Neither table nor chair can be seen in the hut. They squat upon their haunches like monkeys; this is their custom while eating, deliberating or conversing. They greet approaching friends with silly laughter, more often exclaiming, ho, hho, hhho. When they eat they do not take beverages with their food, nor do they drink often, but only once after eating. Whoever entertains his friends at a feast neither sits with them nor touches any part of the food, but divides it among the feasters; or, if he has some one act as carver, sits apart fasting and looks on. While eating they keep silence; they reject salt and condiments; they consider it a sin to throw the bones to the dogs; they either burn them in the fire or bury them in the ground. For, they say, if the bears, beaver, and other wild animals which we capture in hunting should know that their bones were given to dogs and broken to pieces, they would not suffer themselves to be taken so easily. They wipe off upon their hair the grease which is collected from fatty foods; sometimes they smear their cheeks or arms for the sake, as they say, of elegance and health; for they think that not only is the skin made resplendent with grease, but that the limbs are thus strengthened. For no other food do they have such fondness as for Sagamita. It is a relish made from flour, especially that of Indian corn, mixed with oil, which as a flavor is held in especial esteem among them. Therefore, in feasts the first course consists of oil or fat, in hard and compact lumps, into which they bite as we do into a piece of bread or an apple. Before pots, kettles and other vessels of the sort were brought to them from France, they used receptacles [page 283] of closely joined bark; but, because they could not place them with safety over the flames, they devised the following way of cooking meat: They cast a large number of flint stones into the fire until they had become red-hot. Then they would drop these hot stones one after another into a vessel full of cold water and meat. In this manner the water was heated and the meat cooked more quickly and more easily than one would suppose. For wiping their hands they use the shaggy back of a dog, also powder of rotten wood. The last-named is used by mothers, in the place of wash-cloths, to clean the dirt from their infants; it is also used as a mattress to support the weary body. They do not cleanse their cooking utensils. The more they are covered with thick grease, so much the better are they, in their judgment. They consider it disgraceful and arrogant to walk while conversing. They dislike the odor of musk, and consider it a downright pest in comparison with a piece of rancid meat or moldy fat.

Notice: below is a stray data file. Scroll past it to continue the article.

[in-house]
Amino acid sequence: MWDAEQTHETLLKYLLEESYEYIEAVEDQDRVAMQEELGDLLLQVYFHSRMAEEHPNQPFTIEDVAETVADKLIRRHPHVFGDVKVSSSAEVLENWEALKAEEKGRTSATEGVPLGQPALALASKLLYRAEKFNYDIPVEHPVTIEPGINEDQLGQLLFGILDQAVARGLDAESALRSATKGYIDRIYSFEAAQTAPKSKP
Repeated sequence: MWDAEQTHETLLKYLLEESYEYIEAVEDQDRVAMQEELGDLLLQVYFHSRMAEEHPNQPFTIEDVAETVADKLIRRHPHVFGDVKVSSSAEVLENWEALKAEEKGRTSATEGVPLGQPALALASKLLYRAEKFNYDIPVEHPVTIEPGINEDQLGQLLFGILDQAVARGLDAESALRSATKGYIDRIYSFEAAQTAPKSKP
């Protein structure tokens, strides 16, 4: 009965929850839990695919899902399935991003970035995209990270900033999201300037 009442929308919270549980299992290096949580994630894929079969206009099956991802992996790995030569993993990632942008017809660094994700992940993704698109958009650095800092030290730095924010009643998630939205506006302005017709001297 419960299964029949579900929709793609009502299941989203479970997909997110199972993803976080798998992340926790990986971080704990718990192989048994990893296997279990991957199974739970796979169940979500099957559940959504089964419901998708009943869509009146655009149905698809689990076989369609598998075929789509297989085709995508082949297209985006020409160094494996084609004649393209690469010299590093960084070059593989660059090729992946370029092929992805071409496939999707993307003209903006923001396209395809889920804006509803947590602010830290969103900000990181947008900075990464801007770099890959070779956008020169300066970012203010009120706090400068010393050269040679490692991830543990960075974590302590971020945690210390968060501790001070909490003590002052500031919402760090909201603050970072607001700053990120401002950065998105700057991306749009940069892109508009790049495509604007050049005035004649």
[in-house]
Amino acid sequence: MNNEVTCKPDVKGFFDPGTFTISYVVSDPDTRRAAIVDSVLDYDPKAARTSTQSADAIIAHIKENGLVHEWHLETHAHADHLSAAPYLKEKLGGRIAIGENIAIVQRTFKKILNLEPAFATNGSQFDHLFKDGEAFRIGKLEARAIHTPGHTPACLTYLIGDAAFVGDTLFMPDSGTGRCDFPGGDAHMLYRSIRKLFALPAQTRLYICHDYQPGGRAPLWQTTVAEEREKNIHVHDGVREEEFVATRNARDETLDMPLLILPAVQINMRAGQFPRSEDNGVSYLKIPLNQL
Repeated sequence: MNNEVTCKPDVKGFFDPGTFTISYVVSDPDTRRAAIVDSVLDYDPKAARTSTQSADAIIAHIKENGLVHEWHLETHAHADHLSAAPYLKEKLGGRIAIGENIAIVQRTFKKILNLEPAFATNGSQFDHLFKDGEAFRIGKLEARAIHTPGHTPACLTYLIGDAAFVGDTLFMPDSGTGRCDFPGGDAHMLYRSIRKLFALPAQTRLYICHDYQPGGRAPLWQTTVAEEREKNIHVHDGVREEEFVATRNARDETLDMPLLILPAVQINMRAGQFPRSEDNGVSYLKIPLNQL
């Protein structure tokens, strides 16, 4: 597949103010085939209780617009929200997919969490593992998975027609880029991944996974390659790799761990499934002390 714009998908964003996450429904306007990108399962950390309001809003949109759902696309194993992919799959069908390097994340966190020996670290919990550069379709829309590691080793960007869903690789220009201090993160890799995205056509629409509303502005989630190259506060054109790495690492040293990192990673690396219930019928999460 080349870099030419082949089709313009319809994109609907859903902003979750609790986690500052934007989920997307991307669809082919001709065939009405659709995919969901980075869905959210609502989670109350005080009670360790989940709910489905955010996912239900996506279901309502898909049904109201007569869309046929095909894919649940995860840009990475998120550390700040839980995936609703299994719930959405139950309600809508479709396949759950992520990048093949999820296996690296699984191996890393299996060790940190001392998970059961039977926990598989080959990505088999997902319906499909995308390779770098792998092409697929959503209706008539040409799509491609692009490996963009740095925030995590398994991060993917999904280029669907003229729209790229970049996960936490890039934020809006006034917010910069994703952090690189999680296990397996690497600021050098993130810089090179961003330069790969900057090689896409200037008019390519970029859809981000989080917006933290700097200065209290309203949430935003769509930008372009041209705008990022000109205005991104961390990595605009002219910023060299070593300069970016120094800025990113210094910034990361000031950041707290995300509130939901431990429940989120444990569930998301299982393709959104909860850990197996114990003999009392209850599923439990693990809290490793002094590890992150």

There are six hundred matters of this sort in which their customs differ very widely from those of Europeans; but they are less removed from the faults of the latter and either equal or excel them. They have received stimulants of the appetite, and drinks hostile to a good and sound mind, from European traders, who think much of profit, even when tainted with the disgrace of a wicked traffic. They continue to exist so long g as they have anything to eat; they store up nothing for to-morrow, or for the winter; nor do they greatly dread famine, because they are confident of their ability to bear it for a long time, In feasts it is the rule, by general consent and custom of the race, that all the food shall be consumed. [page 285] If any one eats sparingly and urges his poor health as an excuse, he is beaten or ejected as ill-bred, just as if he were ignorant of the art of living. The principal article of their household utensils is the pot or kettle in which the meat is cooked. They measure property by the number of kettles, and in the beginning conceived a high opinion of the king of France, for no other reason than because he was said to possess a good many kettles. How great is the impunity and wantonness of licentiousness among men uncivilized and free from all restraint, especially among the youth, may be readily observed; for the elder men confine their lust within fixed limits, after the violence of their passions has subsided, and an erring woman does not go unpunished.